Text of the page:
THE CONTROVERSY over net neutrality has come back to the Federal Communications Commission (FCC) where it began, and the commissioners need to hear, immediately, one simple message from ordinary citizens: "Reclassify broadband internet as a telecommunications service."
You don't really even need to know what those seven words mean. Just say them-by phone, email, fax, or carrier pigeon-until the commissioners get the idea.
That imperative sentence is aimed at preventing a policy shiftthat could turn our information superhighway into a fast, expensive toll road for the wealthy and force ordinary citizens onto a two-lane frontage road, with lots of traffic lights.
Net neutrality, as you may recall, is the principle that internet service providers-the companies that own the cable or the wireless frequencies that bring the internet to your device-should treat all digital content the same. Comcast shouldn't block Amazon Prime to force you into its own video-on-demand service, and Verizon shouldn't let Netflix pay more to get higher download speeds than its competitors. As a corollary, this means that independent filmmakers and video journalists have the same access to the online audience that the corporate big boys have.
FCC appointees in the first Obama term made net neutrality the rule of the digital roadway, but they did it using a regulatory framework inherited from the Bush II FCC that treated broadband internet as an "information service" rather than a telecommunications service. In January, a U.S. Court of Appeals found that, under the "information services" classification, broadband service companies should be free to contract with content providers for the use of their cables and wireless frequencies. The judges broadly hinted that if the FCC wanted net neutrality, it could simply reclassify broadband service as a utility. The commissioners met to reconsider, and while they talked, Netflix immediately cut deals with both Verizon and Comcast to pay for faster service.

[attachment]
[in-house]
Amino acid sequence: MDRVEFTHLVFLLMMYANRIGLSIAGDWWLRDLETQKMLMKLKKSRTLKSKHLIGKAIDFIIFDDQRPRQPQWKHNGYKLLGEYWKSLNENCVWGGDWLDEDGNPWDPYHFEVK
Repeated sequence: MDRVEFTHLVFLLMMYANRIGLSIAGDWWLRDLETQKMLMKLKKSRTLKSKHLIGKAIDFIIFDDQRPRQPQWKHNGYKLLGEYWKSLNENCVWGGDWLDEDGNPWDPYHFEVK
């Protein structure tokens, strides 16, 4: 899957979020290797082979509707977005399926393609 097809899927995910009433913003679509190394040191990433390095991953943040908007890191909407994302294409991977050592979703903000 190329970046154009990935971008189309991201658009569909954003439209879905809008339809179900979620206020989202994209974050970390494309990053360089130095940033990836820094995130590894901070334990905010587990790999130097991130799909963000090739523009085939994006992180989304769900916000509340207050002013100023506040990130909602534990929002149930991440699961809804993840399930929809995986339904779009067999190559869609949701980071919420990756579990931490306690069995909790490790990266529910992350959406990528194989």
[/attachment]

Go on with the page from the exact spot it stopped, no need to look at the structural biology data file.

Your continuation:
The legal distinction between an "information service" and a "telecommunications service" is crucial. Telecommunications services are considered public utilities-like landline phone service was when it emerged in the 20th century. Back then the FCC used a combination of regulations, incentives, and subsidies to get phone service extended to practically every household in America and keep the basic service affordable for almost everyone.
Broadband internet has become the kind of necessity that home phone service once was, and that same policy approach is needed. Comcast, AT&T, Verizon, etc. are right when they say that the public demand for streaming video requires new infrastructure. New cable needs to be laid and new wireless frequencies opened up. But who will pay for it? If, as the service providers are demanding, the content companies pay, only corporate content will be seen. If the service providers pay, they will pass the charge on to us, the customers, in our monthly bill. The answer is the same as it once was for telephone service. The service- providing companies must pay for the infrastructure. They charge their customers for it, but the federal government puts in a subsidy to keep the service affordable for lowerincome people. That way you get a free marketplace of ideas and relative equality of access; both democracy and social justice are served.
But in its proposal issued this May, the FCC promised to maintain net neutrality while allowing pay-forplay deals on a case-by-case basis. After a storm of public protest, FCC chair Tom Wheeler inserted language into the proposal asking for public and industry input on the question of reclassifying broadband service.
The FCC will hear comments on the issue throughout the summer and take it up again in the fall. Hence the urgent need for that seven-word message. Free Press, a leading media reform advocacy organization, makes it easy for you to raise your voice-visit freepress.net/action.
Seven words the FCC needs to hear this summer.
Danny Duncan Collum, author of the novel White Boy, teaches writing at Kentucky State University in Frankfort.